Now, advocates of Critical Race Theory are attacking not only the goal of a genuinely color-blind society but the transmission of our history and culture through our schools.  Politics, it has been said, makes strange bedfellows.  But just as white racists do not represent the thinking of the overwhelming majority of white Americans, so the advocates of Critical Race Theory do not represent the thinking of most black Americans.  Most Americans of all races embrace Dr. King’s vision of a color-blind American society.

The notion that Western civilization is less relevant to a student because of his or her racial or ethnic background is a product of the strange ethnocentrism which is now increasingly vocal.  The great works of art, music, literature, science and philosophy are the common patrimony of all.

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Read More from Allan Brownfeld

About the Author: 

Allan Brownfeld is a veteran writer who has spent decades working in and around Washington, D.C. Brownfeld earned his B.A. from the College of William and Mary, J.D. from the Marshall-Wythe School of Law of the College of William and Mary. His M.A. from the University of Maryland. Served as a member of the faculties of St. Stephen’s Episcopal School, Alexandria, Virginia, and the University College of the University of Maryland. The recipient of a Wall Street Journal Foundation Award, he has written for such newspapers as The Houston Press, The Washington Evening Star, The Richmond Times-Dispatch, and The Cincinnati Enquirer. His column appeared for many years in Roll Call, the newspaper of Capitol Hill. His articles have appeared in The Yale Review, The Texas Quarterly, Orbis, Modern Age, The Michigan Quarterly, The Commonwealth, and The Christian Century.  Visit his Writers Page to learn more.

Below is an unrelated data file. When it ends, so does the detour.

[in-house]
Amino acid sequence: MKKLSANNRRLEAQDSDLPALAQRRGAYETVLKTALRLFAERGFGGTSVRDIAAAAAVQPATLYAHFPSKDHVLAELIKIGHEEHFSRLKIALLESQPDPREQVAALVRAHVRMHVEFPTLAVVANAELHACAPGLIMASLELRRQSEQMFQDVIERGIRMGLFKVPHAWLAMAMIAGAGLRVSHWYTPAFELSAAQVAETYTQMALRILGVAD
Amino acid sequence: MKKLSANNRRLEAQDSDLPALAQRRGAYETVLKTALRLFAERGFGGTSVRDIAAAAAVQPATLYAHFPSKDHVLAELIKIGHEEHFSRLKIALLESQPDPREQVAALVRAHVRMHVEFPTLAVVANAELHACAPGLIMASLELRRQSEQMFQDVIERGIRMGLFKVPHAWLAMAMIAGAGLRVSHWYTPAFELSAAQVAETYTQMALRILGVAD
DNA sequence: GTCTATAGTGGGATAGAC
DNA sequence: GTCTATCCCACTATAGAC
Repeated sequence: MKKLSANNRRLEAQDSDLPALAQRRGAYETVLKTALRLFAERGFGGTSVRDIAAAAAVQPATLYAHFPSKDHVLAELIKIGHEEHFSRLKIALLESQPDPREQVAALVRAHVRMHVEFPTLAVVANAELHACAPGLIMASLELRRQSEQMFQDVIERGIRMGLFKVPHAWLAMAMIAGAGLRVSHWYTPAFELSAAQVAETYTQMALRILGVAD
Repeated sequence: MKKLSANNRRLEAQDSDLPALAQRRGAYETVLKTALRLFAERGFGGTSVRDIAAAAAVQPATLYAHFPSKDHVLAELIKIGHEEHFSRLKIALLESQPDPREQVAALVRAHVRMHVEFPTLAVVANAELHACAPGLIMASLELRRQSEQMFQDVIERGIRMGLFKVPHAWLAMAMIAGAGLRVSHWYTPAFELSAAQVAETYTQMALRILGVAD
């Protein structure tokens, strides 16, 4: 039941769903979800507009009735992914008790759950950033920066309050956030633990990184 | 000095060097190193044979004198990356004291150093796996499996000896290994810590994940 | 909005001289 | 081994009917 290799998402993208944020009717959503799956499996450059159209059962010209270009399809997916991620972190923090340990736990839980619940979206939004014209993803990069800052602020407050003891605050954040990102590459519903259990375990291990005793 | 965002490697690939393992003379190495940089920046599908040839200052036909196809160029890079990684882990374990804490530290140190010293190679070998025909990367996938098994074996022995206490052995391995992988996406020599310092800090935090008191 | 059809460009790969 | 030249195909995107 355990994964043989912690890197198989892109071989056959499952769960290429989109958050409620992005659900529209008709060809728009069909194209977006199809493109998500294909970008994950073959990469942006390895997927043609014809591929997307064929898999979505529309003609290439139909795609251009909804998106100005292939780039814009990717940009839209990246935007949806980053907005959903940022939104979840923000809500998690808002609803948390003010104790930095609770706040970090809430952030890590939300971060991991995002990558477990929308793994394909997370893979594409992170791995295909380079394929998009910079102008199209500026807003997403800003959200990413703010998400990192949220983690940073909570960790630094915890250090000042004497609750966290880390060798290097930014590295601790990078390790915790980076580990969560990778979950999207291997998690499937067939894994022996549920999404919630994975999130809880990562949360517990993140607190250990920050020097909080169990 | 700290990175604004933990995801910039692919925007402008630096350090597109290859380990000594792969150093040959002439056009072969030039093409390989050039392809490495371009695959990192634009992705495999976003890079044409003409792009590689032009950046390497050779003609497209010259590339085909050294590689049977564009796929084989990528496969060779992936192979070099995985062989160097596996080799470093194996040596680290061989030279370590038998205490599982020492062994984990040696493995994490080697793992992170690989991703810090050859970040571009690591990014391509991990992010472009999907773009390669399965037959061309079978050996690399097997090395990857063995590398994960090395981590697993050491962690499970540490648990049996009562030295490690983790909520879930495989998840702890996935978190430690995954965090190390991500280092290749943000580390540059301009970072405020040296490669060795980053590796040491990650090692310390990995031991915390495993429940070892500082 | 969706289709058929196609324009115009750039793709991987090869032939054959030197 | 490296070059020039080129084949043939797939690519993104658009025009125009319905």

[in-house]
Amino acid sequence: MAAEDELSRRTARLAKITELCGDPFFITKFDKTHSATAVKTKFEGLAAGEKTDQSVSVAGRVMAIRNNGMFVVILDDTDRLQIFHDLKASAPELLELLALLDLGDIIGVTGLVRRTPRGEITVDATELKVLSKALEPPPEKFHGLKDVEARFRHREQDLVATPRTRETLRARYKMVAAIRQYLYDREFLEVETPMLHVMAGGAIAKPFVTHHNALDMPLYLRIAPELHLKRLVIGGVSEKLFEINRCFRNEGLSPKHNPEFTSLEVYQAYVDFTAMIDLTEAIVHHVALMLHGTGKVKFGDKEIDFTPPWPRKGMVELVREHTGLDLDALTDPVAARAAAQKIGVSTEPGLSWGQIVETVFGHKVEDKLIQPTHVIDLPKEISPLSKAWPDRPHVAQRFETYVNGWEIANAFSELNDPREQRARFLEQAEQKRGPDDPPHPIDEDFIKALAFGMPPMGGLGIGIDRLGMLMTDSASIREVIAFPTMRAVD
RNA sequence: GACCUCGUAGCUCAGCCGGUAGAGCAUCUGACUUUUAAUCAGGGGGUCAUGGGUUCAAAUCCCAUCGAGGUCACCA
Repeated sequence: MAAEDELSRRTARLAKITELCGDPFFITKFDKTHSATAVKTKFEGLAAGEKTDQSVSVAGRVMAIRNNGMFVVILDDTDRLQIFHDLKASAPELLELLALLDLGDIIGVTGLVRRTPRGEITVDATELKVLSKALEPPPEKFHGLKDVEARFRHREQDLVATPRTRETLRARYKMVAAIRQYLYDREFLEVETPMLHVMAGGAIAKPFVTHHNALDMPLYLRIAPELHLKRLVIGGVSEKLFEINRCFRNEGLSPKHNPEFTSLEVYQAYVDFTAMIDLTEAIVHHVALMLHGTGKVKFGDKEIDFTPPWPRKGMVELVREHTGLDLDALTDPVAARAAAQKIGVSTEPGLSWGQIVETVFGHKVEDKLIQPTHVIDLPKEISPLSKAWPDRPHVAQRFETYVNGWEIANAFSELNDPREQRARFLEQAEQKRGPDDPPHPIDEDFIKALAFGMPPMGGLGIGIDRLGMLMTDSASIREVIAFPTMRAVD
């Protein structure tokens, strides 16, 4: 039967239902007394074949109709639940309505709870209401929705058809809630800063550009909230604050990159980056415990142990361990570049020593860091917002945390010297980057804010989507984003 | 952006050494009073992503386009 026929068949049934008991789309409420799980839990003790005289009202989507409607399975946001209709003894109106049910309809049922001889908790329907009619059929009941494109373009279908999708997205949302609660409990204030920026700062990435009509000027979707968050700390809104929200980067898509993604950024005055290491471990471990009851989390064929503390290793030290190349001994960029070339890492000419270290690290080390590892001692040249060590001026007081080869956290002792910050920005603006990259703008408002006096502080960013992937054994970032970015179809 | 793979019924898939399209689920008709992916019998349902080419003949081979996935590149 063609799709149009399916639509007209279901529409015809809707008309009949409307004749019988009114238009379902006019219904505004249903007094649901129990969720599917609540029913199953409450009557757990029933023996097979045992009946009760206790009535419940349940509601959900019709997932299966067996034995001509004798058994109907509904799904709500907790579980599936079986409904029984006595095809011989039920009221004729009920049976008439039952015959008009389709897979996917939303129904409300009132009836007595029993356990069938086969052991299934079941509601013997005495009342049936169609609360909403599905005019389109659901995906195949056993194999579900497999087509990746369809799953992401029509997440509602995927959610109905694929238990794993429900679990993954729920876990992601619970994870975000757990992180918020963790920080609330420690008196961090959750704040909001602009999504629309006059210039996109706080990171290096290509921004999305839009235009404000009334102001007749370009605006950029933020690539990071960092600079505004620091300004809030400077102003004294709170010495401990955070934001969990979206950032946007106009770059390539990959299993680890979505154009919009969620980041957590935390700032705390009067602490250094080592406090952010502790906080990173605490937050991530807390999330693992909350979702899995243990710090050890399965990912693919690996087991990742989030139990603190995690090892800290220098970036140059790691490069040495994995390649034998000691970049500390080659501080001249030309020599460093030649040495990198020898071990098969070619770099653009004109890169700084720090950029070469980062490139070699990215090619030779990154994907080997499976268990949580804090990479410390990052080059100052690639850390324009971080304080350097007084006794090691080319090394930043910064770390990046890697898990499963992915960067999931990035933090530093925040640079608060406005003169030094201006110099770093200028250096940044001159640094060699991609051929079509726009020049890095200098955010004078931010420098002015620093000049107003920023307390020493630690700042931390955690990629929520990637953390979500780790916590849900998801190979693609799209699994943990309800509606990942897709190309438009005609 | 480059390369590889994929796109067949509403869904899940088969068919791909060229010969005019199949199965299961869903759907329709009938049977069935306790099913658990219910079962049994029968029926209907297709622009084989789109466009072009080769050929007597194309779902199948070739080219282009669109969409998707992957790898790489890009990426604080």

Allan C. Brownfeld

Received B.A. from the College of William and Mary, J.D. from the Marshall-Wythe School of Law of the College of William and Mary, and M.A. from the University of Maryland. Served as a member of the faculties of St. Stephen's Episcopal School, Alexandria, Virginia and the University College of the University of Maryland. The recipient of a Wall Street Journal Foundation Award, he has written for such newspapers as The Houston Press, The Washington Evening Star, The Richmond Times Dispatch, and The Cincinnati Enquirer. His column appeared for many years in Roll Call, the newspaper of Capitol Hill. His articles have appeared in The Yale Review, The Texas Quarterly, Orbis, Modern Age, The Michigan Quarterly, The Commonweal and The Christian Century. His essays have been reprinted in a number of text books for university courses in Government and Politics. For many years, his column appeared several times a week in papers such as The Washington Times, The Phoenix Gazette and the Orange County Register. He served as a member of the staff of the U.S. Senate Internal Security Subcommittee, as Assistant to the research director of the House Republican Conference and as a consultant to members of the U.S. Congress and to the Vice President. He is the author of five books and currently serves as Contributing Editor of The St. Croix Review, Associate Editor of The Lincoln Review and editor of Issues.